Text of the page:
Looking specifically at RSA and EC algorithms which imply doing operations on integers >= 256 bits (>> 64 bits), I have noticed (from my limited experience) that 99% of the software for crunching big numbers is designed for CPU. For example, there appears to be no actively maintained CUDA package for big-number operations (arbitrary length or even 256-512 bit numbers for EC calculations).

Is there a reason for big number calculations (and thus RSA and EC calculations) to remain on CPU? Is it sub-optimal to run such computations on GPU (I understand that GPUs are not optimized for big number calculations because there is no such requirement in graphics, but can't it be efficiently done anyway)? Will this change in the future or will RSA & EC remain on CPU?

  • $\begingroup$ Does every platform have CUDA? How reliable the CUDA platform? And, actually, RSA factoring and ECC discrete log use CUDA in their implementation. $\endgroup$
    – kelalaka
    Mar 15, 2021 at 16:15
  • $\begingroup$ Well CUDA was an example, as stated. There's the AMD version and I imagine others as well. Yet CUDA is unless mistaken the largest platform and I'm unaware of an existing maintained package (same true, to my knowledge, for the AMD version). Not sure what you mean by "in their implementation" and if that means those operations are performed on GPU? $\endgroup$
    – Jean Monet
    Mar 15, 2021 at 16:20
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    $\begingroup$ On 16 June 2020, Aleksander Zieniewicz (zielar) and Jean Luc Pons (JeanLucPons) announced the solution of a 114-bit interval elliptic curve discrete logarithm problem on the secp256k1 curve by solving a 114-bit private key in Bitcoin Puzzle Transactions Challenge. To set a new record, they used their own software [39] based on the Pollard Kangaroo on 256x NVIDIA Tesla V100 GPU processor and it took them 13 days $\endgroup$
    – kelalaka
    Mar 15, 2021 at 16:51
  • $\begingroup$ @kelalaka thanks for this, it's a great resource to study. $\endgroup$
    – Jean Monet
    Mar 15, 2021 at 17:08
  • $\begingroup$ I don't feel confident to write up an answer, but I saw the paper "Parallel modular exponentiation using load balancing without precomputation" (Lara, Borges, Portugal & Nedjah). It uses CPU cores instead of GPU, but from their RSA-1024 benchmarks (p. 581), the speedup tops out at about 1.9x already at 5-8 cores. GPUs provide lots of parallelism which I would guess wouldn't be an additional advantage, and latency which would be a disadvantage. $\endgroup$ Mar 15, 2021 at 21:56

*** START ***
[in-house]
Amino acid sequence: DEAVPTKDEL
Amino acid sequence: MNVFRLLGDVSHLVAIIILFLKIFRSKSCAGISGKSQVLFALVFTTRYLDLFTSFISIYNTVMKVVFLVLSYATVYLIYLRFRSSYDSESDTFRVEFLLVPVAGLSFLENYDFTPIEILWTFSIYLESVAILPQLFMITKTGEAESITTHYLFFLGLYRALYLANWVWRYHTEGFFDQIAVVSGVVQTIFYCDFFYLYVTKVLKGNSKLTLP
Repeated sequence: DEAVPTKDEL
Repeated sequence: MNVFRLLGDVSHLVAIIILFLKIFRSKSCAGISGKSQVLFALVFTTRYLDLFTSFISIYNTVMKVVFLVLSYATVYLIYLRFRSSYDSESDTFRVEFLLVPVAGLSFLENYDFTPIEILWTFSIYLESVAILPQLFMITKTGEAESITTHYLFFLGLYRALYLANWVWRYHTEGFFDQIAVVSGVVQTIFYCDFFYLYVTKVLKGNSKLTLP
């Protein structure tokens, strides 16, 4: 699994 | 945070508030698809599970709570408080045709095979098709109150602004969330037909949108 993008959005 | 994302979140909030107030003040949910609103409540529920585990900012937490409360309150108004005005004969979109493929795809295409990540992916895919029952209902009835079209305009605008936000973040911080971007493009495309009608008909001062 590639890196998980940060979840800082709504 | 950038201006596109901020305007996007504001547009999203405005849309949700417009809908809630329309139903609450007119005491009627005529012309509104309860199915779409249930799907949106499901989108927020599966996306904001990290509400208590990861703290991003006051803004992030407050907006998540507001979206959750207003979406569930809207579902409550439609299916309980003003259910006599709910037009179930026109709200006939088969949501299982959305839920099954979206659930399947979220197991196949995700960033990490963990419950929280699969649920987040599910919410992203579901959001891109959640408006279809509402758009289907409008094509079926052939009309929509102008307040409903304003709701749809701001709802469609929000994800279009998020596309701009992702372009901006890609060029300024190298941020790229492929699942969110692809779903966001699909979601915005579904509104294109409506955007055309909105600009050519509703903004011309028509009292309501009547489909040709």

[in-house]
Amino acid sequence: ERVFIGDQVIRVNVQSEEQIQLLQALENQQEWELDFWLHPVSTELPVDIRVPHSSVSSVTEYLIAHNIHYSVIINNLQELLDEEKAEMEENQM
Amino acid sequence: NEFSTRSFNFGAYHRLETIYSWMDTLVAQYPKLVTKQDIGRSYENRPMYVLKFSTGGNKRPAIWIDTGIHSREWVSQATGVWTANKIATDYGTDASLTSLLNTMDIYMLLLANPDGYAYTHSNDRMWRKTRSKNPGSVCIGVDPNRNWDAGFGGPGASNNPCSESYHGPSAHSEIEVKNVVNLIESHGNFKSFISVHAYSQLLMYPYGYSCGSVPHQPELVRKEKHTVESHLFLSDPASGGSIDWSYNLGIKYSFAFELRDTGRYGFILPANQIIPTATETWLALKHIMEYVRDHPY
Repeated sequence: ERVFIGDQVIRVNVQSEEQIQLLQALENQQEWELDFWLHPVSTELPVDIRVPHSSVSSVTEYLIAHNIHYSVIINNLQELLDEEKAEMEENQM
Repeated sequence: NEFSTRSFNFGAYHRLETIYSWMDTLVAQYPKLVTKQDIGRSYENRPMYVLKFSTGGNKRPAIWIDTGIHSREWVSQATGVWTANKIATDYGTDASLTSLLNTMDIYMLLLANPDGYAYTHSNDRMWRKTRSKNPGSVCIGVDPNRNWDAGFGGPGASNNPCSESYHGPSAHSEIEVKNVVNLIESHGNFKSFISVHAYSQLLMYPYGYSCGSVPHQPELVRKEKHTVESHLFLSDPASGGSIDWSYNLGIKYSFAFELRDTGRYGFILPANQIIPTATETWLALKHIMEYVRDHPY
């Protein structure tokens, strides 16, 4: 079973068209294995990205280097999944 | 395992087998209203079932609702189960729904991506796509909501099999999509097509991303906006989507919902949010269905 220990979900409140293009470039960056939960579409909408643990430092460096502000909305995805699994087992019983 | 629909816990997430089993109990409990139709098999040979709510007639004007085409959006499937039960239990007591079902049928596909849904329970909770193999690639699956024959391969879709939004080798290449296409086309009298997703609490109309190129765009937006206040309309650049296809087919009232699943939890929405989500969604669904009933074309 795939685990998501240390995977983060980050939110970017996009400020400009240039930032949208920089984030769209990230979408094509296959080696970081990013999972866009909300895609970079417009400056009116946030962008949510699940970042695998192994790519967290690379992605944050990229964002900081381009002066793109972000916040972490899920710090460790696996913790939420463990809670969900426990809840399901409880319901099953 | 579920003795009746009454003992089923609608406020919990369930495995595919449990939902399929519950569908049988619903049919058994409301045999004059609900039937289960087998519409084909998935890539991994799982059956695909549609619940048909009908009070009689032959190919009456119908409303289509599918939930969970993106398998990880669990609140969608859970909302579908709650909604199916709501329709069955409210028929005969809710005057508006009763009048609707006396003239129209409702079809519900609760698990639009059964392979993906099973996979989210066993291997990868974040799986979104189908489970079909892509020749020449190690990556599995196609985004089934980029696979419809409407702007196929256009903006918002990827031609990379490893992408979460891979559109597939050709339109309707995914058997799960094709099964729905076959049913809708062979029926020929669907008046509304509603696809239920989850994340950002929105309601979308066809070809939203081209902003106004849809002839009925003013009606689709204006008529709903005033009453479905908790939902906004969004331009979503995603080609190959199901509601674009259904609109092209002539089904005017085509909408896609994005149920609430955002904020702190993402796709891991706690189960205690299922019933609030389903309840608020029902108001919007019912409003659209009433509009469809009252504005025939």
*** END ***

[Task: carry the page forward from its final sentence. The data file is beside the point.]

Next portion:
1 Answer 1


If you run RSA speed tests in OpenSSL you'll see that many operations are pretty fast, with the possible exception of RSA key pair generation. However, for that reason key pair generation is generally not used very often - RSA is generally not used to provide forward security in transport protocols, for instance.

CPU's have been upgraded as well, and they can perform up to 512 bit operations on large numbers nowadays - see e.g. Intel's AVX-512. Although those still come with some drawbacks I would expect that those disappear as the technology matures.

Using GPU instructions has the following drawbacks:

  • for top performance you generally need vendor specific code;
  • not all (security minded) servers will have fast GPU support;
  • the CPU instructions used for the asymmetric primitives are generally not the bottleneck - bulk encryption would take much more CPU power.

Furthermore, latency introduced by the PCIe bus makes the GPU most applicable for parallel operations, and the amount of parallelism for e.g. performing private key operations is usually limited.

Of course, I would imagine that e.g. a double ratchet that uses a lot of (EC)DH operations could still benefit from CUDA. But it would be a lot of work to create, to secure and to maintain.

Note: that said, I didn't perform or lookup any benchmarks for GPU's - I do run OpenSSL speed tests now and then - if just to test the new hardware that I buy.

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    $\begingroup$ The security is definitely harder. There are a LOT more side-channels when you're dealing with RAM + Cache + CPU + GPU + GPU RAM + PCIe Bus than when you're only dealing with RAM + Cache + CPU. Do GPU drivers even have a way to clear sensitive data after use, or are they in a situation the way C programmers were before OSes added ways to securely zero memory? Etc. $\endgroup$ Mar 16, 2021 at 2:35

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